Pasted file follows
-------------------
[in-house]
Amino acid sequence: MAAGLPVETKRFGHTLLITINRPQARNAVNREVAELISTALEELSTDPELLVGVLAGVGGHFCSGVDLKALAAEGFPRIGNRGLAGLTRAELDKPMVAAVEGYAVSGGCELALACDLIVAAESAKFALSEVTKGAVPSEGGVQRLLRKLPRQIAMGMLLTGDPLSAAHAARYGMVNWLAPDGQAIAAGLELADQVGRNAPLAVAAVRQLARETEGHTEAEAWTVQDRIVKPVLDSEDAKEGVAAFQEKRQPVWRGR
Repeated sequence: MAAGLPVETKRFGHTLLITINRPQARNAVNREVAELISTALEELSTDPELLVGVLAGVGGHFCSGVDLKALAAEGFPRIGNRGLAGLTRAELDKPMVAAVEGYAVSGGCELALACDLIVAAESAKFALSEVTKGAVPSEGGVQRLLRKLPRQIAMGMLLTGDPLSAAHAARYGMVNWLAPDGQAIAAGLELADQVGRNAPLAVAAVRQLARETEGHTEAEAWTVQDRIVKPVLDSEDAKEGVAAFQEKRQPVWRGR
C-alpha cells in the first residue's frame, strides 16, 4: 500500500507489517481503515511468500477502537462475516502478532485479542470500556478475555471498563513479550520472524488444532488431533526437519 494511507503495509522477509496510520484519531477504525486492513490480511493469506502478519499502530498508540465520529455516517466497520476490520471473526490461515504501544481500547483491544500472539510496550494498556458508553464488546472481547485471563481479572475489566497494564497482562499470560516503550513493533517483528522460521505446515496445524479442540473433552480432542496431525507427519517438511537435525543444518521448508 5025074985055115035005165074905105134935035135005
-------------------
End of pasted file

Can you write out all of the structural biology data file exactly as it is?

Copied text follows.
[in-house]
Amino acid sequence: MAAGLPVETKRFGHTLLITINRPQARNAVNREVAELISTALEELSTDPELLVGVLAGVGGHFCSGVDLKALAAEGFPRIGNRGLAGLTRAELDKPMVAAVEGYAVSGGCELALACDLIVAAESAKFALSEVTKGAVPSEGGVQRLLRKLPRQIAMGMLLTGDPLSAAHAARYGMVNWLAPDGQAIAAGLELADQVGRNAPLAVAAVRQLARETEGHTEAEAWTVQDRIVKPVLDSEDAKEGVAAFQEKRQPVWRGR
Repeated sequence: MAAGLPVETKRFGHTLLITINRPQARNAVNREVAELISTALEELSTDPELLVGVLAGVGGHFCSGVDLKALAAEGFPRIGNRGLAGLTRAELDKPMVAAVEGYAVSGGCELALACDLIVAAESAKFALSEVTKGAVPSEGGVQRLLRKLPRQIAMGMLLTGDPLSAAHAARYGMVNWLAPDGQAIAAGLELADQVGRNAPLAVAAVRQLARETEGHTEAEAWTVQDRIVKPVLDSEDAKEGVAAFQEKRQPVWRGR
C-alpha cells in the first residue's frame, strides 16, 4: 500500500507489517481503515511468500477502537462475516502478532485479542470500556478475555471498563513479550520472524488444532488431533526437519 494511507503495509522477509496510520484519531477504525486492513490480511493469506502478519499502530498508540465520529455516517466497520476490520471473526490461515504501544481500547483491544500472539510496550494498556458508553464488546472481547485471563481479572475489566497494564497482562499470560516503550513493533517483528522460521505446515496445524479442540473433552480432542496431525507427519517438511537435525543444518521448508 5025074985055115035005165074905105134935035135005